- 30-day readmission reduction
- longitudinal trauma outcomes
- high-risk trauma patients
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Unplanned 30-day readmissions after trauma hospitalization are associated with a twofold increase in risk of death at 1 year and threefold higher per-patient expense.1 One-fourth of annual Medicare expenditures in the USA are a result of 30-day hospital readmissions. As part of an effort to improve quality and reduce healthcare costs, the Hospital Readmission Reduction Program was instituted in 2012. This program reduces Medicare payments for hospitals with excessive readmissions for specific conditions and procedures, including heart attack, heart failure, pneumonia, chronic obstructive pulmonary disease, hip/knee replacement, and coronary artery bypass graft surgery.2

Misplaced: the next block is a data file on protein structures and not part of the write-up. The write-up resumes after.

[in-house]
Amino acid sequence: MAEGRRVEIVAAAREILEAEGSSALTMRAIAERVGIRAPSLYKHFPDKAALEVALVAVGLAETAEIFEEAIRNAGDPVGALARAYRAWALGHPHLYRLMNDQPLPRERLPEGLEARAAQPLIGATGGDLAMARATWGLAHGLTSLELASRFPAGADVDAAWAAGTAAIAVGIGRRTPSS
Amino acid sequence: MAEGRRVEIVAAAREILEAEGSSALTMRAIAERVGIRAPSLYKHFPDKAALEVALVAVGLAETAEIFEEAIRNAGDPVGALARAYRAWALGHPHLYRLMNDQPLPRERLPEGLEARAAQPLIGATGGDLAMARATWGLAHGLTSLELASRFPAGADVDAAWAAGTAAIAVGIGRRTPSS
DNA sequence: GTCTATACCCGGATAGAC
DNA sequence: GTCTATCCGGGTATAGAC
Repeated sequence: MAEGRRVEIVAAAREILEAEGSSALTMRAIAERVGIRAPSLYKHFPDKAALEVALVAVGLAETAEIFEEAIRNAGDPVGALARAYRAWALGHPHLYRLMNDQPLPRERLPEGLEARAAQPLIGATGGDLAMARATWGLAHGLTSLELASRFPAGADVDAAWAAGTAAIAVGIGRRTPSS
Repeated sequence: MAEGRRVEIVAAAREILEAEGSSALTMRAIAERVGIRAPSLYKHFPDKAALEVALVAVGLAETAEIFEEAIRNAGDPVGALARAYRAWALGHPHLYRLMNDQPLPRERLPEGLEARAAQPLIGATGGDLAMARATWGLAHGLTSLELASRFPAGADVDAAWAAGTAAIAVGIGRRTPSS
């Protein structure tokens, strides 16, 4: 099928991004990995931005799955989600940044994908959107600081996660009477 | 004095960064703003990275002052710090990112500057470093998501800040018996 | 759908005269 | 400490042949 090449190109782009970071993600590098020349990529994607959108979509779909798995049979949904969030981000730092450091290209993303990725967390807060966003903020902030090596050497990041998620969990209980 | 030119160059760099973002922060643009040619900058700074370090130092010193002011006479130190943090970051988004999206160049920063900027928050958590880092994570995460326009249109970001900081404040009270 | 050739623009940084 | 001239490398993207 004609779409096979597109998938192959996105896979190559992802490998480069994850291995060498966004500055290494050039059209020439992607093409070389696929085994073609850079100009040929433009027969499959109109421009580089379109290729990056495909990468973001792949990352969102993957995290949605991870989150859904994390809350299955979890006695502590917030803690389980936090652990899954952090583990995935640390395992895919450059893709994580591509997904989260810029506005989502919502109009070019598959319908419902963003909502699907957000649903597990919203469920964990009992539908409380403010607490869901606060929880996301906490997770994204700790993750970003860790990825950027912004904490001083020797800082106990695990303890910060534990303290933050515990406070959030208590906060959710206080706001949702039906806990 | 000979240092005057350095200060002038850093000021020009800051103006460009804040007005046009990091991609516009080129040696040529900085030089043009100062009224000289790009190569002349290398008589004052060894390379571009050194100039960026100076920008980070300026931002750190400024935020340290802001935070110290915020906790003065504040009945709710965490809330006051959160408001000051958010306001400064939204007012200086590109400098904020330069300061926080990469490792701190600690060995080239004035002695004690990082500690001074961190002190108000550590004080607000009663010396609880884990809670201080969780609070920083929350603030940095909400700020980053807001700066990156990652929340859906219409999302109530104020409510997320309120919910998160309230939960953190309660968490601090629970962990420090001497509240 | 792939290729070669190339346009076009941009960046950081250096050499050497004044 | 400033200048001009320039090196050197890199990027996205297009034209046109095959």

Given the association with worse outcomes and the economic pressure from the Hospital Readmission Reduction Program, there has been much interest in reducing the 30-day readmission rate in medical patients.3-8 Transitional care coordination is a set of interventions that has been proven effective in reducing 30-day readmission rates in patients with complex chronic medical conditions.9-11 The hallmarks of transitional care include focus on highly vulnerable, chronically ill patients throughout clinical transitions in health and healthcare; the time-limited nature of the services; and the emphasis on education of patients and family caregivers to address root causes of poor outcomes and avoid preventable rehospitalizations.12 The interventions that have been proven the most effective in successful transitional care programs for chronic medical diseases have included active care coordination by a nurse, active medication reconciliation, communication between primary caregivers and hospital, and home visitation.13